One thing you might want to consider if you start a cutting garden is growing “filler” and “accent” material for bouquets.

For example, we like to grow Eucalyptus for its silvery stems. That’s right, Eucalyptus trees. They can be grown as an annual in our latitude.

We also make sure there is plenty of Gomphrena (Globe Amaranth) in the garden too. The small flowers can be added to an arrangement as an accent or gathered together into a larger bunch with Baby’s Breath for a striking home grown arrangement.

Baby’s Breath is often used by florists as a filler material. You can give a professional look to your arrangements by adding it to your bouquets. Keep in mind however, that Baby’s Breath only blossoms for a short period of time and has to be replanted periodicaly. We sow a few seeds every couple of weeks through the season to ensure a steady supply of this useful flower.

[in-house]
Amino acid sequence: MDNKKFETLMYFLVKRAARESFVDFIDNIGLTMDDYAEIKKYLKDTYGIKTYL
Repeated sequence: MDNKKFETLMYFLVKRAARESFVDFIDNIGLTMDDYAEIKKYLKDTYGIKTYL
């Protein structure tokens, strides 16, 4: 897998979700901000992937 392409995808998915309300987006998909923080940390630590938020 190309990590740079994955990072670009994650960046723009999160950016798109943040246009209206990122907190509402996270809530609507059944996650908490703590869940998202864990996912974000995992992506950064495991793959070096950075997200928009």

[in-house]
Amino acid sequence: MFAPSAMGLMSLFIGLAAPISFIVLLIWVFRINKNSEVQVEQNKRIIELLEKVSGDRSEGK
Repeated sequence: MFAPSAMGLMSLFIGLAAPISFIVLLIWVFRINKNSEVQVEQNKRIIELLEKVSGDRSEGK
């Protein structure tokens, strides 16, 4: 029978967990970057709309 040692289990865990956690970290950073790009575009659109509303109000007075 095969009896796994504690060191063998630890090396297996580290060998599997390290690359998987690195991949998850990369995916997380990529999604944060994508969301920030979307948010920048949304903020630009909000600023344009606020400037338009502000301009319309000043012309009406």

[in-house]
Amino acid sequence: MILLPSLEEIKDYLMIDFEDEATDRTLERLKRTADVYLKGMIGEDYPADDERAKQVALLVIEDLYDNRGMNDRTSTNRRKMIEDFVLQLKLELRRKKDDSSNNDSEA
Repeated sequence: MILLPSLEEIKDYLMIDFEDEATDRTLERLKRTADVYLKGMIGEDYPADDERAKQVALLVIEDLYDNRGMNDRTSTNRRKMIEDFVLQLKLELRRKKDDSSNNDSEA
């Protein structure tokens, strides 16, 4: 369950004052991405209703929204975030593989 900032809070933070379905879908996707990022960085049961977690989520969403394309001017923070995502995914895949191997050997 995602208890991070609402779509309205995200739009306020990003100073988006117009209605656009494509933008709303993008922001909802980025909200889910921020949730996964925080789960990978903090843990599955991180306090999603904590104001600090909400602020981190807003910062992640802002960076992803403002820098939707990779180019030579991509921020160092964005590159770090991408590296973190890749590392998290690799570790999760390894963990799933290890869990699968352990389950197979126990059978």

One of the fun parts of the cutting garden is the carnations we grow. They can be used to make your own boutonniere to wear in your lapel. Some varieties are hardy in our area and return every year as a perennial. If I remember right, ‘Sonata’ is one such variety.

Finally, don’t forget about tulips and other spring bulbs that can be planted in the fall into the cutting garden for your early bouquets. As they die back, you can plant your annuals right over the top of the bulbs and get a double crop out of your space.

So if you have the room, have some fun and add your own favorite flower to your cutting garden. You won’t have to worry about which color of flower goes with which in the garden until you put them into the vase !